H&M made a bold statement at the beginning of the Copenhagen Fashion Summit, declaring their aim to become fully circular (which means moving towards using only recyclable materials and renewable energy sources) by 2030. I spoke with Anna Gedda, their Head of Sustainability to find out how.
When asked how H&M will become a fully circular company, with a particular emphasis on materials, in spite of the challenges that will be posed by recycling textiles containing multiple fibre types - cotton and elastane, for example, Anna said:
"We have looked into different parts of a circular system and identified areas to focus on. We use 20 per cent recyclable or recycled materials. We need to develop our current materials so that we can achieve 100 per cent, and also replace some of the currently used materials with new ones".
Anna then mentions the H&M Foundation's Global Change Award, which looks for early stage sustainable materials via an annual global competition. This competition is a key source of inspiration for the development of new materials. Some of the recent winning entries include a textile that acts as a solar panel, a leather made of grape waste, and previously a citrus waste textile. She explains that it is not only new materials being proposed, but new processes for manufacturing textiles also. The winners may develop materials for H&M, Anna explains, but the competition has an altruistic outlook, which I interpret as meaning it aims to unearth great ideas and developments for their own sake, aligned with the company's CSR mandate. Anna goes on to to say that whilst H&M aim to identify innovation and scale it, she concedes that many ideas that work in the lab are not scalable, and therefore not feasible for H&M's products.
Anna segues into the H&M sustainable Conscious Exclusive collection, which is in store all year round and uses innovative recycled and organic materials, including bionic yarn created from recycled ocean plastic. H&M uses this collection as a testing ground for sustainable fabrics with the aim of increasing demand for, and awareness of, sustainable products amongst consumers; ultimately bringing the prices down. This "dipping the toe in" approach is a safe way for H&M to experiment with introducing new technology and textiles into their supply chain without significantly impacting their bottom line, and without taking big risks.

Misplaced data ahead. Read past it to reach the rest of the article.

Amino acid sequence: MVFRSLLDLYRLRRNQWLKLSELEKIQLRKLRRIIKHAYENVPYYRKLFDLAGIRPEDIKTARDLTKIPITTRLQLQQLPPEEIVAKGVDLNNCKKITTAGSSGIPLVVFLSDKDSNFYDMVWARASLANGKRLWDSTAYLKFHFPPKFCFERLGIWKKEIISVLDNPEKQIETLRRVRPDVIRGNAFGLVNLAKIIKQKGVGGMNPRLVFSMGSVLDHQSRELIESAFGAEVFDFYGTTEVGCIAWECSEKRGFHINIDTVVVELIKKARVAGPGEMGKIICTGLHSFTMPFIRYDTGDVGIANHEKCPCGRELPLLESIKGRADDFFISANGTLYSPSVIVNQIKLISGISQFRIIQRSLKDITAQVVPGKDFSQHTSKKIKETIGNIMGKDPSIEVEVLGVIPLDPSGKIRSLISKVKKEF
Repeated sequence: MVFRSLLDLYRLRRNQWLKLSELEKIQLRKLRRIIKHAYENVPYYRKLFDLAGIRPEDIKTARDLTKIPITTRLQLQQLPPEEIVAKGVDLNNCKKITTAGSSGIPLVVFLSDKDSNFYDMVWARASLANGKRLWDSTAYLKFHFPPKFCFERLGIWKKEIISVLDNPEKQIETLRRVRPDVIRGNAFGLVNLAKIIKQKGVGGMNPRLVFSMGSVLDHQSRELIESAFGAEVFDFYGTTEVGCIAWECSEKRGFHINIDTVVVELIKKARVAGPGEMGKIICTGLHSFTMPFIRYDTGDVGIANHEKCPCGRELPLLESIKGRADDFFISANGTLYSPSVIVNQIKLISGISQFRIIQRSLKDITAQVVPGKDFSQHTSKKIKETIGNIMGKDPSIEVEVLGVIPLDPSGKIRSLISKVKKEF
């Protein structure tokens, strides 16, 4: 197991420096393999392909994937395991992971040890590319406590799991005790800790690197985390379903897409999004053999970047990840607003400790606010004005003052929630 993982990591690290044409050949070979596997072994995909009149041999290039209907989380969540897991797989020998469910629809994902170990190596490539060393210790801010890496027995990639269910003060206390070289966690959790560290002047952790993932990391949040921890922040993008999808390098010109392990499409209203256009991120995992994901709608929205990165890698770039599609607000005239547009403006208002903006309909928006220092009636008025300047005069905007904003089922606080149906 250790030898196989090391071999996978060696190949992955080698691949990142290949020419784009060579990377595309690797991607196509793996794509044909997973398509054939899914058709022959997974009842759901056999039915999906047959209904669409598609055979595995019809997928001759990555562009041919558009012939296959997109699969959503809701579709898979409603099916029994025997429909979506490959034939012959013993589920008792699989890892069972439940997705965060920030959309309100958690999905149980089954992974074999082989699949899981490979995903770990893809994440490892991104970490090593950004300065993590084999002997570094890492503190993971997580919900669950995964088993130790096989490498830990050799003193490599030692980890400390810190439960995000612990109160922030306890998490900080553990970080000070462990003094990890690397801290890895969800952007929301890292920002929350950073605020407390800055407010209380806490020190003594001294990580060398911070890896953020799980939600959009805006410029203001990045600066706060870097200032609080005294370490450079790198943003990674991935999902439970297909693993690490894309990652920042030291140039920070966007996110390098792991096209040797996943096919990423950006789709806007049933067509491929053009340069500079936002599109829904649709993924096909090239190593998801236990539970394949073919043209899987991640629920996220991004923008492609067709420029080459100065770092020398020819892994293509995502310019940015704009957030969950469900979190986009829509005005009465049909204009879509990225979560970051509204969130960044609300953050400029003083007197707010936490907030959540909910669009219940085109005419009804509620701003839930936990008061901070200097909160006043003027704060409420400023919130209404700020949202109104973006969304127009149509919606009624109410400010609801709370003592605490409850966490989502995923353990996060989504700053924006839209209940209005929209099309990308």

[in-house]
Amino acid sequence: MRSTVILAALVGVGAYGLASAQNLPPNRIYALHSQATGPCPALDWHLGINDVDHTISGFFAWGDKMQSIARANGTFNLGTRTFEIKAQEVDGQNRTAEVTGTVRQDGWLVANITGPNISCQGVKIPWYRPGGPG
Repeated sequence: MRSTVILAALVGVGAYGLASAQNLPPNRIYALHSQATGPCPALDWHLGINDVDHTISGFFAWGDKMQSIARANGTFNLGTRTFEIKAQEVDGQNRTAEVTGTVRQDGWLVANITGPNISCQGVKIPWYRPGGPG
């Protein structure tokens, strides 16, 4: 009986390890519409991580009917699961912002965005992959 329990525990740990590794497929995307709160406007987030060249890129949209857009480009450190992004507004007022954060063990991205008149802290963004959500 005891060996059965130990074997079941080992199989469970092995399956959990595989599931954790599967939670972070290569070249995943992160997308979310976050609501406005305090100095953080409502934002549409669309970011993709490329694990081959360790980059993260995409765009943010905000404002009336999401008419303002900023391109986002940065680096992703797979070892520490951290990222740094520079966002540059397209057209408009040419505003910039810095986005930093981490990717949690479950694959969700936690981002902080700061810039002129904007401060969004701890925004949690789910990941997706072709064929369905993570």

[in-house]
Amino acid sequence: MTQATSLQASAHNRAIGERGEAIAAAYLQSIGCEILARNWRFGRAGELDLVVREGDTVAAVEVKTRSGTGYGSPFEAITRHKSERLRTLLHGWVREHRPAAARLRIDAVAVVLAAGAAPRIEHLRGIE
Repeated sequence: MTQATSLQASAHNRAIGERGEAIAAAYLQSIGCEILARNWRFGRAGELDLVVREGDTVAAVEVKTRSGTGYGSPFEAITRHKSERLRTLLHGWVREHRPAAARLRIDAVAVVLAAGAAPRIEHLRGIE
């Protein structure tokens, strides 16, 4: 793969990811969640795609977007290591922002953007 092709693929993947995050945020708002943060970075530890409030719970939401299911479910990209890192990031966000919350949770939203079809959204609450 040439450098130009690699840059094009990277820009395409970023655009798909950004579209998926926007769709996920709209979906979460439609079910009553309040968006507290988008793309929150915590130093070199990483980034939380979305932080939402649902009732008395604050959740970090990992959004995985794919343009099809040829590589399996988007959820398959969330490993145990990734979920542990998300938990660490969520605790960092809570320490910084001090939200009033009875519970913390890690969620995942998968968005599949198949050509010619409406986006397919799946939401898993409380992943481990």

Linking back to the Global Change Award, Anna explains that in addition to receiving prize money, the winners take part in a year long accelerator, which gives them access to the H&M supply chain to work in their suppliers' factories. During this time they are able to test their materials and innovations within a live supply chain context, revealing whether they have the potential to meet the demands of cutting, sewing and finishing in the garment making process - a useful learning experience for the competition winners.
Drilling down in to the materials innovation effort at H&M, I ask about the level of involvement of materials scientists in the development process and ask "who is driving materials innovation?" Anna explains that scientific input is key to achieving the 2030 circularity goal. The development of materials depends upon working with academics to understand planetary boundaries and new technologies for agriculture - cotton growing alternatives, for example. Academia, innovators, and suppliers - the actual producers - are key in driving materials innovation. She added that suppliers see that the fashion industry is changing and they want to create new materials to better meet sustainability demands.